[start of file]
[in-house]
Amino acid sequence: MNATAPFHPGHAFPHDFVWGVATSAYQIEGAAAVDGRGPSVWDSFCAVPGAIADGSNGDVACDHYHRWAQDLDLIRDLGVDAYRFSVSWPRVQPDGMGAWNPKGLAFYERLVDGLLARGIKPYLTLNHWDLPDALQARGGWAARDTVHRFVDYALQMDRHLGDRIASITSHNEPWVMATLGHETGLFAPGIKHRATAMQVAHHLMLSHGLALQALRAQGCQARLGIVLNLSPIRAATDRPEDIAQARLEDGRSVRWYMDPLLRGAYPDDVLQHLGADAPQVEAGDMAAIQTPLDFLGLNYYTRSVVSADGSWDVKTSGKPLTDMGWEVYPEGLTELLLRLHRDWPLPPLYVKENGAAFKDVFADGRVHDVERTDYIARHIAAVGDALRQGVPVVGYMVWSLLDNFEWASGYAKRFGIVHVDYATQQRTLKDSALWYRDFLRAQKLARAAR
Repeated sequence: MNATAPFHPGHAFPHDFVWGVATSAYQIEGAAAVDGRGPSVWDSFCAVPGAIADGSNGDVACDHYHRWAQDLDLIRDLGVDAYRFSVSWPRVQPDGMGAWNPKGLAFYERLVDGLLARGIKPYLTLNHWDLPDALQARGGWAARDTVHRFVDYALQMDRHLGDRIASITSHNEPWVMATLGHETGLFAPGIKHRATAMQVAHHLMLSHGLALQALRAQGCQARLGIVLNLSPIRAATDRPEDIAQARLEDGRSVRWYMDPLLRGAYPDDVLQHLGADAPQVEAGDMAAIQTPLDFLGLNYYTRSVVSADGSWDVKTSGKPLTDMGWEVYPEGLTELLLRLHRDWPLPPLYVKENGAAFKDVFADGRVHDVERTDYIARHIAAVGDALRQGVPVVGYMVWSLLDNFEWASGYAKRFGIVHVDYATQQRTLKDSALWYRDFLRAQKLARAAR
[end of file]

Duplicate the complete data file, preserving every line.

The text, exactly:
[in-house]
Amino acid sequence: MNATAPFHPGHAFPHDFVWGVATSAYQIEGAAAVDGRGPSVWDSFCAVPGAIADGSNGDVACDHYHRWAQDLDLIRDLGVDAYRFSVSWPRVQPDGMGAWNPKGLAFYERLVDGLLARGIKPYLTLNHWDLPDALQARGGWAARDTVHRFVDYALQMDRHLGDRIASITSHNEPWVMATLGHETGLFAPGIKHRATAMQVAHHLMLSHGLALQALRAQGCQARLGIVLNLSPIRAATDRPEDIAQARLEDGRSVRWYMDPLLRGAYPDDVLQHLGADAPQVEAGDMAAIQTPLDFLGLNYYTRSVVSADGSWDVKTSGKPLTDMGWEVYPEGLTELLLRLHRDWPLPPLYVKENGAAFKDVFADGRVHDVERTDYIARHIAAVGDALRQGVPVVGYMVWSLLDNFEWASGYAKRFGIVHVDYATQQRTLKDSALWYRDFLRAQKLARAAR
Repeated sequence: MNATAPFHPGHAFPHDFVWGVATSAYQIEGAAAVDGRGPSVWDSFCAVPGAIADGSNGDVACDHYHRWAQDLDLIRDLGVDAYRFSVSWPRVQPDGMGAWNPKGLAFYERLVDGLLARGIKPYLTLNHWDLPDALQARGGWAARDTVHRFVDYALQMDRHLGDRIASITSHNEPWVMATLGHETGLFAPGIKHRATAMQVAHHLMLSHGLALQALRAQGCQARLGIVLNLSPIRAATDRPEDIAQARLEDGRSVRWYMDPLLRGAYPDDVLQHLGADAPQVEAGDMAAIQTPLDFLGLNYYTRSVVSADGSWDVKTSGKPLTDMGWEVYPEGLTELLLRLHRDWPLPPLYVKENGAAFKDVFADGRVHDVERTDYIARHIAAVGDALRQGVPVVGYMVWSLLDNFEWASGYAKRFGIVHVDYATQQRTLKDSALWYRDFLRAQKLARAAR